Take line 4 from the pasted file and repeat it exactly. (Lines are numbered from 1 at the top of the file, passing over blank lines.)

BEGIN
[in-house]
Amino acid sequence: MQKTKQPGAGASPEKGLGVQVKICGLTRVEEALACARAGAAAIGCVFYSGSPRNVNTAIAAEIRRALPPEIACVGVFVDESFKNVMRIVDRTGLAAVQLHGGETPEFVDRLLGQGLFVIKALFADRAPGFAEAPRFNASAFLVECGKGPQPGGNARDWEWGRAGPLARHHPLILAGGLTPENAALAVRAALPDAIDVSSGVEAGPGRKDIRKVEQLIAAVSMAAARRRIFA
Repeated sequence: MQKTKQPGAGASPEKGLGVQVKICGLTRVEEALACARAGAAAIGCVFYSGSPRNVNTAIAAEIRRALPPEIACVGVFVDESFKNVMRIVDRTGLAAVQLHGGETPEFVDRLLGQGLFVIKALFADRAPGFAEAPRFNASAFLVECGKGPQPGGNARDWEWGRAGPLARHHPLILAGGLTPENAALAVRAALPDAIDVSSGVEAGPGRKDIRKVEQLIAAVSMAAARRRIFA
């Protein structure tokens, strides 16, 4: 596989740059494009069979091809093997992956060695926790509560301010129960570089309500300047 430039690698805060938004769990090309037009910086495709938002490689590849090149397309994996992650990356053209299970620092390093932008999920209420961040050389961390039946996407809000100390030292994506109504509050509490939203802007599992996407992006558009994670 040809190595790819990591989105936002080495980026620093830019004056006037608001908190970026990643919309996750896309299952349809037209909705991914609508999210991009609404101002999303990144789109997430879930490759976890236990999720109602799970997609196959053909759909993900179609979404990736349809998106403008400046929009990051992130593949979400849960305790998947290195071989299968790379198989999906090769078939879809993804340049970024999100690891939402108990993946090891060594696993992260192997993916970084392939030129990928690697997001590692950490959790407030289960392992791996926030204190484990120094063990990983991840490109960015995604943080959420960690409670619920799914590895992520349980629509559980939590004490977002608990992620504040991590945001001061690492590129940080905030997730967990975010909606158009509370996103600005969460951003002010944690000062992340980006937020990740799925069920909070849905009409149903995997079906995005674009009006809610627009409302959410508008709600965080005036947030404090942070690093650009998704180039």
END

């Protein structure tokens, strides 16, 4: 596989740059494009069979091809093997992956060695926790509560301010129960570089309500300047 430039690698805060938004769990090309037009910086495709938002490689590849090149397309994996992650990356053209299970620092390093932008999920209420961040050389961390039946996407809000100390030292994506109504509050509490939203802007599992996407992006558009994670 040809190595790819990591989105936002080495980026620093830019004056006037608001908190970026990643919309996750896309299952349809037209909705991914609508999210991009609404101002999303990144789109997430879930490759976890236990999720109602799970997609196959053909759909993900179609979404990736349809998106403008400046929009990051992130593949979400849960305790998947290195071989299968790379198989999906090769078939879809993804340049970024999100690891939402108990993946090891060594696993992260192997993916970084392939030129990928690697997001590692950490959790407030289960392992791996926030204190484990120094063990990983991840490109960015995604943080959420960690409670619920799914590895992520349980629509559980939590004490977002608990992620504040991590945001001061690492590129940080905030997730967990975010909606158009509370996103600005969460951003002010944690000062992340980006937020990740799925069920909070849905009409149903995997079906995005674009009006809610627009409302959410508008709600965080005036947030404090942070690093650009998704180039």